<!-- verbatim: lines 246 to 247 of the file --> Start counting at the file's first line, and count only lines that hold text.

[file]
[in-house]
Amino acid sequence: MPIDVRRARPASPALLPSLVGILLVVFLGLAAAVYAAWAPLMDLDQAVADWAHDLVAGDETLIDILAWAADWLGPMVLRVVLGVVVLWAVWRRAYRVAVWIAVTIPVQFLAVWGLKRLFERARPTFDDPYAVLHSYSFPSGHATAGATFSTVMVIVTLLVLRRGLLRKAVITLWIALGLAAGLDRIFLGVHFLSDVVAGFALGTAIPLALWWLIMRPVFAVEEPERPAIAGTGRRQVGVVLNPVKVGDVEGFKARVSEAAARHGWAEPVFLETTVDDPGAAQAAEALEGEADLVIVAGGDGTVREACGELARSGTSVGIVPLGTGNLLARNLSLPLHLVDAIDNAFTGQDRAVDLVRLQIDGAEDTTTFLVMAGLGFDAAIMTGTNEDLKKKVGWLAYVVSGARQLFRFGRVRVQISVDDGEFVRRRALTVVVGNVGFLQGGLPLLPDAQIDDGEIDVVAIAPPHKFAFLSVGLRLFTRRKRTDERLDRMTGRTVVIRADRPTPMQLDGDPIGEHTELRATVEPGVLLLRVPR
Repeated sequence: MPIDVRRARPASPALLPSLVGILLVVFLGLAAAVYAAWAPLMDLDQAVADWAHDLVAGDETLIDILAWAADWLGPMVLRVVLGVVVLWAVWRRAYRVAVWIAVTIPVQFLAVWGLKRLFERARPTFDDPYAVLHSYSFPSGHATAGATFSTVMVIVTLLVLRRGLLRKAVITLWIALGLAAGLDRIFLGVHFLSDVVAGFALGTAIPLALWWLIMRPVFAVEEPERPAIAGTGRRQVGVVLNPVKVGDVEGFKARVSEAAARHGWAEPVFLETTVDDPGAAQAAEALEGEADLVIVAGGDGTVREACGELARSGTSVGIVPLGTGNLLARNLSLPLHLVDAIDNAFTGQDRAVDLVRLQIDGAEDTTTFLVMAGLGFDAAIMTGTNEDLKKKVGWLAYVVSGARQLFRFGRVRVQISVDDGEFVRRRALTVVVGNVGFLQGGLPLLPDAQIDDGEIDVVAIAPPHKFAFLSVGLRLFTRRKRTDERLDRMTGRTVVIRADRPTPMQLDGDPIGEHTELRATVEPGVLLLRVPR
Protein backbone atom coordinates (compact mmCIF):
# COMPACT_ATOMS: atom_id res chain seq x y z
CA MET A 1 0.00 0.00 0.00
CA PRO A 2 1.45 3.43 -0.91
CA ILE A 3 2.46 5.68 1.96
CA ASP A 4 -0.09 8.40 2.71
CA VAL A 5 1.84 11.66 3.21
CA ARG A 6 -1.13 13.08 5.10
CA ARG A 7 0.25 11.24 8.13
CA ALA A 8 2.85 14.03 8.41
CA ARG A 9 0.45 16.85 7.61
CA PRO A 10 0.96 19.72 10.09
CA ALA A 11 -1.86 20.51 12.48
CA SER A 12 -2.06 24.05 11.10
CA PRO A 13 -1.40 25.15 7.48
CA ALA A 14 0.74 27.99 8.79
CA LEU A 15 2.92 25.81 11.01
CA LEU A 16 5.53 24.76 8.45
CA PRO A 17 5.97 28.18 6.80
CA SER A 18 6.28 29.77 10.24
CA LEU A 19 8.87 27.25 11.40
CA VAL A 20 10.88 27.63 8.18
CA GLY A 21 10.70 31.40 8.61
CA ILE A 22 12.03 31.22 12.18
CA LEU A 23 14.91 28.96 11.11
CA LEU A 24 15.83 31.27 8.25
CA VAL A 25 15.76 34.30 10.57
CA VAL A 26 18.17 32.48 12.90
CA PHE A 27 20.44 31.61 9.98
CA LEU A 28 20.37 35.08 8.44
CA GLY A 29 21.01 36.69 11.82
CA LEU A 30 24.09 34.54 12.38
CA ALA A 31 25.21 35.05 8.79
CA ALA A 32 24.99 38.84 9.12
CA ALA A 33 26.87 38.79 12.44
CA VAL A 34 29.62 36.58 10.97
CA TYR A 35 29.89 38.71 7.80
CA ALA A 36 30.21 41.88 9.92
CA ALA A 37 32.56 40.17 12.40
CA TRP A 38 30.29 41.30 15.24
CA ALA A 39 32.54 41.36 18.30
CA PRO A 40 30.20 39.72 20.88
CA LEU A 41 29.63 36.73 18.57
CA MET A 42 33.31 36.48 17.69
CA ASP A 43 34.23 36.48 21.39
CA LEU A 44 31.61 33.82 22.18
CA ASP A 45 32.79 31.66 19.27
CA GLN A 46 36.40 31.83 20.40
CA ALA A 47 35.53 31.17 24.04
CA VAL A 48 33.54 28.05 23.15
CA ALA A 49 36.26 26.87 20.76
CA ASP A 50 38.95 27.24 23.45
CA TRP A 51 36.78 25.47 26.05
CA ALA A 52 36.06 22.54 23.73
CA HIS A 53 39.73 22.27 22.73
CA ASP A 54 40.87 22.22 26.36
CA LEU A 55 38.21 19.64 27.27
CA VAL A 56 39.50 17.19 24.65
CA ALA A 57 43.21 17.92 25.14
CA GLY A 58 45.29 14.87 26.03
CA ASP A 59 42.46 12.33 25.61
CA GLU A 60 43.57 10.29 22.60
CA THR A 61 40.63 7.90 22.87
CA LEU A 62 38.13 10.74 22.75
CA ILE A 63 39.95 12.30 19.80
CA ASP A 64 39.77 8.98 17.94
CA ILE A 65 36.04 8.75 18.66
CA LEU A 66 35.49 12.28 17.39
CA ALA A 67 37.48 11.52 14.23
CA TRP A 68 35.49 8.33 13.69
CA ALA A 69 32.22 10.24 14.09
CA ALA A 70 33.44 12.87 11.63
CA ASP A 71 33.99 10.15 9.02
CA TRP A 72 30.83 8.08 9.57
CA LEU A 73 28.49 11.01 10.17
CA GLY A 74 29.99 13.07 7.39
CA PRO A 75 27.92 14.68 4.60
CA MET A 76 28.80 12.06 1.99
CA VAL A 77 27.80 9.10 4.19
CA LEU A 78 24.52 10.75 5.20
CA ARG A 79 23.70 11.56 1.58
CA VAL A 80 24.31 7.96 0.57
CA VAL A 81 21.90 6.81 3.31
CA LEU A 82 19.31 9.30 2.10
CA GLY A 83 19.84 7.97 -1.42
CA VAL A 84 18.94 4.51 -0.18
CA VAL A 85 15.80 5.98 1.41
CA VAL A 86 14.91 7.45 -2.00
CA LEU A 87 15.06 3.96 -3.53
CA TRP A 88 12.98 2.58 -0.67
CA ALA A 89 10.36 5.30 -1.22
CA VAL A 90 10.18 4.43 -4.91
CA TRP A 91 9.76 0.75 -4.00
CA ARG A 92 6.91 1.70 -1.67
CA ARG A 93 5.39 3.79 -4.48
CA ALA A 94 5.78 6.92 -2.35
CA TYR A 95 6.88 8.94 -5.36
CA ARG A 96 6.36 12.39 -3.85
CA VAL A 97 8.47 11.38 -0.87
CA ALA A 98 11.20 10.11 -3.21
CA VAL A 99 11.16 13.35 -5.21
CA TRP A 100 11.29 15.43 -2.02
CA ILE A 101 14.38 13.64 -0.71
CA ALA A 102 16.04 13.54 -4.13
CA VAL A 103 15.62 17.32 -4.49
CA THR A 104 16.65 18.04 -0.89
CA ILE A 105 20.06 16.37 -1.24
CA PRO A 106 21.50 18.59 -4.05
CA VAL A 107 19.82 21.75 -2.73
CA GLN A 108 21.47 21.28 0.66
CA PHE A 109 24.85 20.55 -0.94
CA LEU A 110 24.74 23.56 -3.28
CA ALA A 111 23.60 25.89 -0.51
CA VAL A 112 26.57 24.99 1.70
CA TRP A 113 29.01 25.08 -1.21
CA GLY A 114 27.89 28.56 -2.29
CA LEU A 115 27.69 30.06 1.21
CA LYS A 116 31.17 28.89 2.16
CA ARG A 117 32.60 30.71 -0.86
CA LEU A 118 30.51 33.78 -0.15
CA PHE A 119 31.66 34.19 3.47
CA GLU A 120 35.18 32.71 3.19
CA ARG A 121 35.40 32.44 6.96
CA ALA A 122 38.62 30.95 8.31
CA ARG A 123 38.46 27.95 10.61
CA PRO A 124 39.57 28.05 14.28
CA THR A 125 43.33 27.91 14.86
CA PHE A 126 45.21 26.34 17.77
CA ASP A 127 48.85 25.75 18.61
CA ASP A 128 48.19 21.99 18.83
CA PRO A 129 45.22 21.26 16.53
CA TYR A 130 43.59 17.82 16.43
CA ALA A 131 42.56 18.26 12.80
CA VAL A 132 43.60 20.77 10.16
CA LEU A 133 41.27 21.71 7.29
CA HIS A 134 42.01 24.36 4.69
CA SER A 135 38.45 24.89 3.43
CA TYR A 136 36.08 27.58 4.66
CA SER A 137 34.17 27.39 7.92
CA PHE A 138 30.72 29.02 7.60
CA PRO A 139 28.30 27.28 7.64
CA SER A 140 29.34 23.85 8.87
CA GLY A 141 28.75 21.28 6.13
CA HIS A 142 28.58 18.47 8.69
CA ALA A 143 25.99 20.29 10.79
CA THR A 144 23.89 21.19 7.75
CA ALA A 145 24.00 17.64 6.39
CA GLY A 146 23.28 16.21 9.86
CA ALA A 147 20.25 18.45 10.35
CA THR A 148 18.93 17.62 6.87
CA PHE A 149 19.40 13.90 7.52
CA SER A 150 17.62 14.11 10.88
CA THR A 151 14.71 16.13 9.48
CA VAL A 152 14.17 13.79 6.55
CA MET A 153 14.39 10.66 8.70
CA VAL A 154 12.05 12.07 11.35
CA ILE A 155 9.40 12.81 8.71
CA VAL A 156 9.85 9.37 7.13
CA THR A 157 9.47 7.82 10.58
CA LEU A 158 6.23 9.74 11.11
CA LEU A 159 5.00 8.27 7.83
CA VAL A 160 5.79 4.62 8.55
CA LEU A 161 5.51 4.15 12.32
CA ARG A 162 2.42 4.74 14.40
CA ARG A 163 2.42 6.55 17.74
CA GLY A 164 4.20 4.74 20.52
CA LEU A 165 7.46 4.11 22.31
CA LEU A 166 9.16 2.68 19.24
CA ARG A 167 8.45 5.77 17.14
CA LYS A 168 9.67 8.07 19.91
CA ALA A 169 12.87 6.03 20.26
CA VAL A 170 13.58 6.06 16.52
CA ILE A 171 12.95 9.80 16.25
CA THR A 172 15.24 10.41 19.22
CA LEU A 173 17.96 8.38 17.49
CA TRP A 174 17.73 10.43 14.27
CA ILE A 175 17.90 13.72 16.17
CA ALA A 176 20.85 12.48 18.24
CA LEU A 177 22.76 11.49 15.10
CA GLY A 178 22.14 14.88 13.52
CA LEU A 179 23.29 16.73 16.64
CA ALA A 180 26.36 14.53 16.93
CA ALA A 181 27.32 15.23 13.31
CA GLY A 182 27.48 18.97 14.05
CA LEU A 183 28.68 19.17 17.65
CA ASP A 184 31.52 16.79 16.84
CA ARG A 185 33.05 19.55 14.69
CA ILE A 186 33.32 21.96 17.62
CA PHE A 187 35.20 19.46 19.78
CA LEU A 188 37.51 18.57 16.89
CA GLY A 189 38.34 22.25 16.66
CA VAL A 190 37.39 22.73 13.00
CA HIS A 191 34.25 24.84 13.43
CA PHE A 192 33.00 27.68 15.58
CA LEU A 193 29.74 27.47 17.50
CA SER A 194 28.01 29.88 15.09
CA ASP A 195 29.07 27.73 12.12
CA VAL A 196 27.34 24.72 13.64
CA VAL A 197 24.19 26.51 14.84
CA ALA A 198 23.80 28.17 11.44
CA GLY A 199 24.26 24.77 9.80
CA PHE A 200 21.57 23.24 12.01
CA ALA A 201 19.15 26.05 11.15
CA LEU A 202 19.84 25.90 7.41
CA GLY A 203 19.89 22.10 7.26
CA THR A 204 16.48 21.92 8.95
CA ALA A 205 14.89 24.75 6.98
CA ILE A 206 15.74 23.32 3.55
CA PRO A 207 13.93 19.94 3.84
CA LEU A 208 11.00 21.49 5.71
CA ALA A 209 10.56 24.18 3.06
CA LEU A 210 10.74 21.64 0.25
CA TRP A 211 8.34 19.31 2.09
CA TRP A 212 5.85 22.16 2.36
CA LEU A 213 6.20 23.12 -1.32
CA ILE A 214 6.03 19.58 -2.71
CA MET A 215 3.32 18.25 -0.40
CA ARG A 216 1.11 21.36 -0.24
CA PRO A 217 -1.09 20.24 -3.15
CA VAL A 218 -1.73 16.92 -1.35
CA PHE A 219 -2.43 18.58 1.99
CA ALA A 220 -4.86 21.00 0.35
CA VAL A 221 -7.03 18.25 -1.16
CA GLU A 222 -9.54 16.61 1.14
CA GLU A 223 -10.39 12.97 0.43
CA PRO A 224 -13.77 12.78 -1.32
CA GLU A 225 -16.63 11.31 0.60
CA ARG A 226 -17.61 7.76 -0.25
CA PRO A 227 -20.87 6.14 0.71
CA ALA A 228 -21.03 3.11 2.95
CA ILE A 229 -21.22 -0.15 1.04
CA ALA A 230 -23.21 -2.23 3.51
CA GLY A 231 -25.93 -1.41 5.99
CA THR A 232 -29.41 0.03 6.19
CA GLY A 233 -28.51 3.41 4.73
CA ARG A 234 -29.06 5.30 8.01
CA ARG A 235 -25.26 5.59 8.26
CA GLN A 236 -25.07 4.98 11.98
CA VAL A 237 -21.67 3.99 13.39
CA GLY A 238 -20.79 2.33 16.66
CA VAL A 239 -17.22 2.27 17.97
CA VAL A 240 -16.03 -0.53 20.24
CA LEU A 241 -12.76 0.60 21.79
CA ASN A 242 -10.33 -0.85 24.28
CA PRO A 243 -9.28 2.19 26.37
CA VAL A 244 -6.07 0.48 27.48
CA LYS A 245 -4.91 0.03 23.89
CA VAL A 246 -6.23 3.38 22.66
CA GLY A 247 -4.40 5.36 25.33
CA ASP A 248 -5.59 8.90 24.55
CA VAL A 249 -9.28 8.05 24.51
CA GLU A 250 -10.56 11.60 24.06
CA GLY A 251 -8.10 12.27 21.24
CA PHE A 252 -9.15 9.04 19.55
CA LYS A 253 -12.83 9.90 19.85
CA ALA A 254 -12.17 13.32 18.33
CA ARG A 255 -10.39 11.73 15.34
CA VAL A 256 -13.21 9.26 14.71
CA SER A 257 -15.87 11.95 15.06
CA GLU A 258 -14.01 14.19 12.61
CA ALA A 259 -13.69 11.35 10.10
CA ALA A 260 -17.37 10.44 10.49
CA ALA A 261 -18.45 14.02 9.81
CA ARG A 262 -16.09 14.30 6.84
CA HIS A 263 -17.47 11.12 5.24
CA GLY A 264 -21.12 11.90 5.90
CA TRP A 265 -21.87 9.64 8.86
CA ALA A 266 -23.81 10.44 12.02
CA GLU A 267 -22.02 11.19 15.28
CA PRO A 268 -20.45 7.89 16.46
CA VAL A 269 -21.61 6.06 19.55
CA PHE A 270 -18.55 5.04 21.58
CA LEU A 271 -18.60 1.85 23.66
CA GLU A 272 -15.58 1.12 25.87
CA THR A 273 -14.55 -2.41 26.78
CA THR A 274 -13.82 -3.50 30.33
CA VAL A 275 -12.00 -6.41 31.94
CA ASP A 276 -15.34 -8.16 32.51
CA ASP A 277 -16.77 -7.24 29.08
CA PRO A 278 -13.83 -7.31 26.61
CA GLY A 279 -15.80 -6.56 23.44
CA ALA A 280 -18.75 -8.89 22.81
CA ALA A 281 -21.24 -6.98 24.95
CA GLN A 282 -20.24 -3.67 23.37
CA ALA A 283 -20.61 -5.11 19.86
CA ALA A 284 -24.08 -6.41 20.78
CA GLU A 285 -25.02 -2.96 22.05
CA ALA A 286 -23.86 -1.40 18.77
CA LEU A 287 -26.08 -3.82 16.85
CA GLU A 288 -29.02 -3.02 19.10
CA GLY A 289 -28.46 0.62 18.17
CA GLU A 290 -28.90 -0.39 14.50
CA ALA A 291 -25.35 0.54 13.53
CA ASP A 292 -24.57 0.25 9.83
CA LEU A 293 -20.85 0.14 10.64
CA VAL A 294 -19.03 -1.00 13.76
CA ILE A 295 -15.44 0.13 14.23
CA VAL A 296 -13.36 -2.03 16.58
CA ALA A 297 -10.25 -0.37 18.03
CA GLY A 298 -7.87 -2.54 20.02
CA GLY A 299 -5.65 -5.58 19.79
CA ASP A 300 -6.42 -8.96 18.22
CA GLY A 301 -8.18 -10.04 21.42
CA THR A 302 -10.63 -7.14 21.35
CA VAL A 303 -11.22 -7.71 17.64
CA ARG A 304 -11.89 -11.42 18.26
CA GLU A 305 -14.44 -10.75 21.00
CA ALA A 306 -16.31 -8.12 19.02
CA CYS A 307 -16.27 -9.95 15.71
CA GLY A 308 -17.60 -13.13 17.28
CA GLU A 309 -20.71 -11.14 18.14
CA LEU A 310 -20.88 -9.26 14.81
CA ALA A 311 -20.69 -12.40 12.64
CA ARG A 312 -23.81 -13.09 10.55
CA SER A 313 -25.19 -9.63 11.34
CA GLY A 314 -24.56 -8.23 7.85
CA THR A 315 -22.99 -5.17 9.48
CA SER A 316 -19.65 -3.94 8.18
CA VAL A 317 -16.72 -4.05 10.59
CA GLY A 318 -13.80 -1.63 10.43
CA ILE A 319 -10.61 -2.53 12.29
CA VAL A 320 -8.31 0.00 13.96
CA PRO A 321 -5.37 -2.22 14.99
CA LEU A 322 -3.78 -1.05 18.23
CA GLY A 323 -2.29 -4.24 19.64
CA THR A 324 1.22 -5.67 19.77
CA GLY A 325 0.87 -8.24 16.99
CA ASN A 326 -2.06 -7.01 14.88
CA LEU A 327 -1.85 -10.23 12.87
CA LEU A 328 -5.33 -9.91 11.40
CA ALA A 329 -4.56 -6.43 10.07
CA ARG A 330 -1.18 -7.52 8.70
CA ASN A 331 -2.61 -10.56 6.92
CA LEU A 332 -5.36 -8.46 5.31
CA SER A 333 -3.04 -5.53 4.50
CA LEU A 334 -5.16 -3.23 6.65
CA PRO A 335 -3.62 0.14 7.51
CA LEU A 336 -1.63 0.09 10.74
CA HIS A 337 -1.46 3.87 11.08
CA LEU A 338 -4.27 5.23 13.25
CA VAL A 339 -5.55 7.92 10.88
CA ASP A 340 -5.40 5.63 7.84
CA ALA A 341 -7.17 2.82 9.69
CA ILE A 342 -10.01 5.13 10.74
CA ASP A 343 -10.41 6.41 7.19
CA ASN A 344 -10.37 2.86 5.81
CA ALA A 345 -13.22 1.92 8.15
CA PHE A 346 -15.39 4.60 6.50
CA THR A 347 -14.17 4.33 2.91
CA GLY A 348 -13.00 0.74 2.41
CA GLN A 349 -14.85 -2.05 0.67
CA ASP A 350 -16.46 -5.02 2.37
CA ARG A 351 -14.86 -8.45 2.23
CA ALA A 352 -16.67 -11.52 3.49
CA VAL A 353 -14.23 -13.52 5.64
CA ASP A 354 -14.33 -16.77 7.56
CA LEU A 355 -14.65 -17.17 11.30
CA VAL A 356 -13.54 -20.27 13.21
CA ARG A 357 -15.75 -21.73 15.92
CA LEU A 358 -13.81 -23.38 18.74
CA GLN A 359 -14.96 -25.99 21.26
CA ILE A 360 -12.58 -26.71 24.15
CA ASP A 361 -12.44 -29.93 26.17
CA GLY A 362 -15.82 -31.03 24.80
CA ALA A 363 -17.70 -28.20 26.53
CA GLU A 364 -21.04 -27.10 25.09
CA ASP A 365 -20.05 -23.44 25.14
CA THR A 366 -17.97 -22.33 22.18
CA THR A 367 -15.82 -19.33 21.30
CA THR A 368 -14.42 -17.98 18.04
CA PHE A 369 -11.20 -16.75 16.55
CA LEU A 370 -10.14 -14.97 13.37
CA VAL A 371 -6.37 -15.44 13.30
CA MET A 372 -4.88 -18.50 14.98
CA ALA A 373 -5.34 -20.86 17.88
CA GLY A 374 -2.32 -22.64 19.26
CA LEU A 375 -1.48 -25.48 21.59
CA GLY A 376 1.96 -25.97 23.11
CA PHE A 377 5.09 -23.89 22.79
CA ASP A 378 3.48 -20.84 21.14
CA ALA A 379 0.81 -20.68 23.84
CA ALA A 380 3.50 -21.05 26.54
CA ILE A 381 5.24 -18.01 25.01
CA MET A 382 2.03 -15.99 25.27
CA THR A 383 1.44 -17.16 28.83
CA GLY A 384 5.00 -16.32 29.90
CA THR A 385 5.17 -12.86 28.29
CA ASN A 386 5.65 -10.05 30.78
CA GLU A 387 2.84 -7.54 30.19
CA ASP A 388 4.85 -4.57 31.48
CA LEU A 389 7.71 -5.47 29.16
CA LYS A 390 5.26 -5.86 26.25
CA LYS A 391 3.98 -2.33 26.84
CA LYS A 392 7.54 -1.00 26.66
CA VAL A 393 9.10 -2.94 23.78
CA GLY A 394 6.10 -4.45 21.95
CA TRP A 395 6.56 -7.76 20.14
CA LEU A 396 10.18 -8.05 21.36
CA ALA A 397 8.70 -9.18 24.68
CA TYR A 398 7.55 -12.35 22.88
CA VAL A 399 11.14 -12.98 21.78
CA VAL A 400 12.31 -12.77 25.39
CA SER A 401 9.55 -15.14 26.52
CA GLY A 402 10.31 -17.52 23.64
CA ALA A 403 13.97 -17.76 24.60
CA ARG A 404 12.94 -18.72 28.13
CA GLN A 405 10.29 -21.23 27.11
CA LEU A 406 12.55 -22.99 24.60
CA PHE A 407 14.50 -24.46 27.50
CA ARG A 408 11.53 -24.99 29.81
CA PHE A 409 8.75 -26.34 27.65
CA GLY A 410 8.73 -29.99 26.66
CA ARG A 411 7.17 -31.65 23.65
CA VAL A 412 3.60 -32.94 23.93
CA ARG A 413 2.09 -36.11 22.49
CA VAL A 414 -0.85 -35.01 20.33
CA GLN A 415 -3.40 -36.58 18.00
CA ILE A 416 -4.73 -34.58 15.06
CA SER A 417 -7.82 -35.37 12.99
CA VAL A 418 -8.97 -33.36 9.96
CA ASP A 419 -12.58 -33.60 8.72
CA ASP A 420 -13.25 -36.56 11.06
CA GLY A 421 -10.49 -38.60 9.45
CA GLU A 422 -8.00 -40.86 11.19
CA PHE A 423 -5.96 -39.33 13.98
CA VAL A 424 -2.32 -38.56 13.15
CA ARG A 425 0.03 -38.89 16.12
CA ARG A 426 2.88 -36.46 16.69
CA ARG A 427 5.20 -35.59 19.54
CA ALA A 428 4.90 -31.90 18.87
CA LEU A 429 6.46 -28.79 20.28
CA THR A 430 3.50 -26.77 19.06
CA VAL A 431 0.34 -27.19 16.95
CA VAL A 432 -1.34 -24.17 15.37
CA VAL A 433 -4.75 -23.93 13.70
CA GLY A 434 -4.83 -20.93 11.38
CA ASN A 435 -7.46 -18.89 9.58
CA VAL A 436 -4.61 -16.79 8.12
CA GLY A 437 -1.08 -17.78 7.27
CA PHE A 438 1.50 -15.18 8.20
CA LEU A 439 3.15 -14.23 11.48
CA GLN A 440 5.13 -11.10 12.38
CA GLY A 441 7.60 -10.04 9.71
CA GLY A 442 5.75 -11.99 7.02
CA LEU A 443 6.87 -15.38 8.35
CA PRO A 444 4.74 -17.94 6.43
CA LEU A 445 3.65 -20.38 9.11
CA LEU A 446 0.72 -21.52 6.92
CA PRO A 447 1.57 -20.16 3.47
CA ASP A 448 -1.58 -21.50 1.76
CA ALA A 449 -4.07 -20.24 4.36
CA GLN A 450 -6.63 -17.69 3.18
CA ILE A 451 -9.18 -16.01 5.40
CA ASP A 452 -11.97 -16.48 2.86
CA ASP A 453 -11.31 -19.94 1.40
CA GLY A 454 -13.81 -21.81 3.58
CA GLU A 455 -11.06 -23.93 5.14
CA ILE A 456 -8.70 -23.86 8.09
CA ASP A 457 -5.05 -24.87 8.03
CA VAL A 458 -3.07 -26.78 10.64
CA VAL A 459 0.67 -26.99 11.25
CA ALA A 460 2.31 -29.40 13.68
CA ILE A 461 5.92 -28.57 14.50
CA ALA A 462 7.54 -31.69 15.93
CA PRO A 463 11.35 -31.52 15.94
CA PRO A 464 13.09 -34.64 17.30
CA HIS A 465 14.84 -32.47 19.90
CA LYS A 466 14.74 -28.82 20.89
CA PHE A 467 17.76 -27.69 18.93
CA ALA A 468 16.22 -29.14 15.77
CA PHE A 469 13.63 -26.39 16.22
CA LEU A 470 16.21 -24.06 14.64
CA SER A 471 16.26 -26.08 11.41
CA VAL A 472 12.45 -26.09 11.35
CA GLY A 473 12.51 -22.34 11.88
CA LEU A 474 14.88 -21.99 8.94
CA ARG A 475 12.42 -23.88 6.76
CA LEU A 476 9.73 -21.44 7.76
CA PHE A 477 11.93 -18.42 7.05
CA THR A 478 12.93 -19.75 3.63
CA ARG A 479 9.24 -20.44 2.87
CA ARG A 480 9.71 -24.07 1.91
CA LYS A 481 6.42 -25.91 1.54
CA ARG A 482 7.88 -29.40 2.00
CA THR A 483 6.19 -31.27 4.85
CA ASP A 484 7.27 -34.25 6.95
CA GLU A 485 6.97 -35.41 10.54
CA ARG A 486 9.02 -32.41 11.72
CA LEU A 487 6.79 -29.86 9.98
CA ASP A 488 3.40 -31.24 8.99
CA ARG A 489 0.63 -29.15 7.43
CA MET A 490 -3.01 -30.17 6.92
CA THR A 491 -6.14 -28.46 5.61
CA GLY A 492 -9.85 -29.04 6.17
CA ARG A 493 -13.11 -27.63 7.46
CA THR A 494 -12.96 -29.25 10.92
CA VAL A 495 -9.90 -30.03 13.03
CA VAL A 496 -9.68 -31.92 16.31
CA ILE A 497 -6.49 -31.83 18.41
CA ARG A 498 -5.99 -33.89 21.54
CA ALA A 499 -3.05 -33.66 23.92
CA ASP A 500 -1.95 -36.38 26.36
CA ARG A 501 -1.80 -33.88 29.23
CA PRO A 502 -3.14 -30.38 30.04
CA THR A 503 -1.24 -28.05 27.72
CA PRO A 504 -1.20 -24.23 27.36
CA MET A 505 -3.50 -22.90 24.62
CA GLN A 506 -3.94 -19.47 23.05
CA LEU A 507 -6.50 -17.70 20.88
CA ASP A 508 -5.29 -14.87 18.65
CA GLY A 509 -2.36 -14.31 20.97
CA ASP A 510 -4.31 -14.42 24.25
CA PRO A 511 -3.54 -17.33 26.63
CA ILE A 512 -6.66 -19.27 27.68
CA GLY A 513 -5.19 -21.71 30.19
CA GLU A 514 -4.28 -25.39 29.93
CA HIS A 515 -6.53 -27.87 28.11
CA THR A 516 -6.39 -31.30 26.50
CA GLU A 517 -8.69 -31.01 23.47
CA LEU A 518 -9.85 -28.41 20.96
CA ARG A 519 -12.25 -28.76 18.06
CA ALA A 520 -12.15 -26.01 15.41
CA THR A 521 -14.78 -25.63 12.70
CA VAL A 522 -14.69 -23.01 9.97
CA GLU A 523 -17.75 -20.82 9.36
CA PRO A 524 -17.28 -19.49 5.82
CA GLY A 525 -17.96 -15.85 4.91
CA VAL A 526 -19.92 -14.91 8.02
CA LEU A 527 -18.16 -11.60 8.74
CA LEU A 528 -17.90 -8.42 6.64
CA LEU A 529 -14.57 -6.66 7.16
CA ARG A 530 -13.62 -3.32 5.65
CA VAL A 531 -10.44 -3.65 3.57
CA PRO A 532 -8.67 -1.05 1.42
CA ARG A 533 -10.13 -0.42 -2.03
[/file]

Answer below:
CA LEU A 241 -12.76 0.60 21.79
CA ASN A 242 -10.33 -0.85 24.28